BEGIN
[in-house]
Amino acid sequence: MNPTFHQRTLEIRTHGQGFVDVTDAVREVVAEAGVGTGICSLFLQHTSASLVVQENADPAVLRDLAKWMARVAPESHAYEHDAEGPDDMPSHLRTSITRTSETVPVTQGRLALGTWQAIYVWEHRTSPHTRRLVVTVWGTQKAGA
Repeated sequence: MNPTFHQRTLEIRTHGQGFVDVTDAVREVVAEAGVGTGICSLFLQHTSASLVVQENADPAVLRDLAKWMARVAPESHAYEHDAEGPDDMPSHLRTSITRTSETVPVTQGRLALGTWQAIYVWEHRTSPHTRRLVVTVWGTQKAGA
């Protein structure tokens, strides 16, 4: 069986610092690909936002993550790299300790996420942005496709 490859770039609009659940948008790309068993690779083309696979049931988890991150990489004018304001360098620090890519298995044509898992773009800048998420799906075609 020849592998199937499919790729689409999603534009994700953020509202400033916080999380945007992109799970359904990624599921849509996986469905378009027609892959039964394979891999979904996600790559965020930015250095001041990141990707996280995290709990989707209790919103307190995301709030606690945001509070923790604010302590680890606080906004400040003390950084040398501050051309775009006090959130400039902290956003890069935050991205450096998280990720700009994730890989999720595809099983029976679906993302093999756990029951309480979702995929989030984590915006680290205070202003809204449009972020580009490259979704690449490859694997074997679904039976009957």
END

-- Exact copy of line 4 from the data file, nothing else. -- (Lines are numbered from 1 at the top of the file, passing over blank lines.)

């Protein structure tokens, strides 16, 4: 069986610092690909936002993550790299300790996420942005496709 490859770039609009659940948008790309068993690779083309696979049931988890991150990489004018304001360098620090890519298995044509898992773009800048998420799906075609 020849592998199937499919790729689409999603534009994700953020509202400033916080999380945007992109799970359904990624599921849509996986469905378009027609892959039964394979891999979904996600790559965020930015250095001041990141990707996280995290709990989707209790919103307190995301709030606690945001509070923790604010302590680890606080906004400040003390950084040398501050051309775009006090959130400039902290956003890069935050991205450096998280990720700009994730890989999720595809099983029976679906993302093999756990029951309480979702995929989030984590915006680290205070202003809204449009972020580009490259979704690449490859694997074997679904039976009957």